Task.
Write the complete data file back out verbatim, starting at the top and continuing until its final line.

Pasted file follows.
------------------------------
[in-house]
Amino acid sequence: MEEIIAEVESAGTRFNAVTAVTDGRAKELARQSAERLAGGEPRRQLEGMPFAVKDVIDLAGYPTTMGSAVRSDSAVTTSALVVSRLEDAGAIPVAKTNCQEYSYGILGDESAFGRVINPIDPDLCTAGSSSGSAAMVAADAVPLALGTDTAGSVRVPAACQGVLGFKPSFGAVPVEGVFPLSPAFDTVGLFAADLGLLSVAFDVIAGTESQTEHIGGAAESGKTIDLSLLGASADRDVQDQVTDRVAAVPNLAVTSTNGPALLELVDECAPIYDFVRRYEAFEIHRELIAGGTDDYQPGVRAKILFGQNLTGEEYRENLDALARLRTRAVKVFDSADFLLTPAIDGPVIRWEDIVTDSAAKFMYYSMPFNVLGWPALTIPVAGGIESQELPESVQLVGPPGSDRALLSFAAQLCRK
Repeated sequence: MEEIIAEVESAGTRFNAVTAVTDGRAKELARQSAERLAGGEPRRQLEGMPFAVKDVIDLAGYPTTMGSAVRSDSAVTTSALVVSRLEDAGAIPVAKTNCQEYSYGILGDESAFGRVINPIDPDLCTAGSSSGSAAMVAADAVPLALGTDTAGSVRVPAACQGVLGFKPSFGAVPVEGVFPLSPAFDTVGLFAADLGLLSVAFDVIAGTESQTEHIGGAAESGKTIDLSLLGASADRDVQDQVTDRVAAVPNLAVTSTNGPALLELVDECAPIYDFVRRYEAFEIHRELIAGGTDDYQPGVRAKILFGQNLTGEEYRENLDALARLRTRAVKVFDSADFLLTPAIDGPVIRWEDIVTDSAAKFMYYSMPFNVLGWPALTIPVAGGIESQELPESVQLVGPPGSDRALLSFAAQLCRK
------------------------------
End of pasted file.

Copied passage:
[in-house]
Amino acid sequence: MEEIIAEVESAGTRFNAVTAVTDGRAKELARQSAERLAGGEPRRQLEGMPFAVKDVIDLAGYPTTMGSAVRSDSAVTTSALVVSRLEDAGAIPVAKTNCQEYSYGILGDESAFGRVINPIDPDLCTAGSSSGSAAMVAADAVPLALGTDTAGSVRVPAACQGVLGFKPSFGAVPVEGVFPLSPAFDTVGLFAADLGLLSVAFDVIAGTESQTEHIGGAAESGKTIDLSLLGASADRDVQDQVTDRVAAVPNLAVTSTNGPALLELVDECAPIYDFVRRYEAFEIHRELIAGGTDDYQPGVRAKILFGQNLTGEEYRENLDALARLRTRAVKVFDSADFLLTPAIDGPVIRWEDIVTDSAAKFMYYSMPFNVLGWPALTIPVAGGIESQELPESVQLVGPPGSDRALLSFAAQLCRK
Repeated sequence: MEEIIAEVESAGTRFNAVTAVTDGRAKELARQSAERLAGGEPRRQLEGMPFAVKDVIDLAGYPTTMGSAVRSDSAVTTSALVVSRLEDAGAIPVAKTNCQEYSYGILGDESAFGRVINPIDPDLCTAGSSSGSAAMVAADAVPLALGTDTAGSVRVPAACQGVLGFKPSFGAVPVEGVFPLSPAFDTVGLFAADLGLLSVAFDVIAGTESQTEHIGGAAESGKTIDLSLLGASADRDVQDQVTDRVAAVPNLAVTSTNGPALLELVDECAPIYDFVRRYEAFEIHRELIAGGTDDYQPGVRAKILFGQNLTGEEYRENLDALARLRTRAVKVFDSADFLLTPAIDGPVIRWEDIVTDSAAKFMYYSMPFNVLGWPALTIPVAGGIESQELPESVQLVGPPGSDRALLSFAAQLCRK